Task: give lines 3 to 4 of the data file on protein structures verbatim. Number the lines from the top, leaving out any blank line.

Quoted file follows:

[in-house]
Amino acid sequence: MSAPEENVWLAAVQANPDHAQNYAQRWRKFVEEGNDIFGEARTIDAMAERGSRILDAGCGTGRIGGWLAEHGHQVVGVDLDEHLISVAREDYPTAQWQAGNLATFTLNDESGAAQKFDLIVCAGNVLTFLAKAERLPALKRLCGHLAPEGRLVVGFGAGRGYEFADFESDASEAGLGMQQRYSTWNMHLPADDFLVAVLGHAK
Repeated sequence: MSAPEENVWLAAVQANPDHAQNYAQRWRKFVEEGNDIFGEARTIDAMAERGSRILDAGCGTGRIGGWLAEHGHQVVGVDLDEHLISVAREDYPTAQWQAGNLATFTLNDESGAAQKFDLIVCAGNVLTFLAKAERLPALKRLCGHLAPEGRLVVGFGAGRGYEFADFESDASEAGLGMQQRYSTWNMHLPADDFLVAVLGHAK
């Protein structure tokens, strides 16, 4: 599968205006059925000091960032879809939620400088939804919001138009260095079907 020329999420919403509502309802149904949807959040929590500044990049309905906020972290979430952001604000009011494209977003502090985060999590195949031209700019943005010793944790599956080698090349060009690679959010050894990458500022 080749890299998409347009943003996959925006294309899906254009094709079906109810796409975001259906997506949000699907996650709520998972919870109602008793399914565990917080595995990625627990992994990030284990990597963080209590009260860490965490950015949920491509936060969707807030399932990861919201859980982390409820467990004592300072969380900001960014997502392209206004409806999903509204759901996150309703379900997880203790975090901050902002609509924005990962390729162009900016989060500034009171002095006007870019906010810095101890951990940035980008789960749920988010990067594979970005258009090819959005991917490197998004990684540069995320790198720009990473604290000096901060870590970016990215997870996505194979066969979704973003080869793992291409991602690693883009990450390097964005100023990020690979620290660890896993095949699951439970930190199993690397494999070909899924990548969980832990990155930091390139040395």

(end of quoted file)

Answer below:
Repeated sequence: MSAPEENVWLAAVQANPDHAQNYAQRWRKFVEEGNDIFGEARTIDAMAERGSRILDAGCGTGRIGGWLAEHGHQVVGVDLDEHLISVAREDYPTAQWQAGNLATFTLNDESGAAQKFDLIVCAGNVLTFLAKAERLPALKRLCGHLAPEGRLVVGFGAGRGYEFADFESDASEAGLGMQQRYSTWNMHLPADDFLVAVLGHAK
């Protein structure tokens, strides 16, 4: 599968205006059925000091960032879809939620400088939804919001138009260095079907 020329999420919403509502309802149904949807959040929590500044990049309905906020972290979430952001604000009011494209977003502090985060999590195949031209700019943005010793944790599956080698090349060009690679959010050894990458500022 080749890299998409347009943003996959925006294309899906254009094709079906109810796409975001259906997506949000699907996650709520998972919870109602008793399914565990917080595995990625627990992994990030284990990597963080209590009260860490965490950015949920491509936060969707807030399932990861919201859980982390409820467990004592300072969380900001960014997502392209206004409806999903509204759901996150309703379900997880203790975090901050902002609509924005990962390729162009900016989060500034009171002095006007870019906010810095101890951990940035980008789960749920988010990067594979970005258009090819959005991917490197998004990684540069995320790198720009990473604290000096901060870590970016990215997870996505194979066969979704973003080869793992291409991602690693883009990450390097964005100023990020690979620290660890896993095949699951439970930190199993690397494999070909899924990548969980832990990155930091390139040395």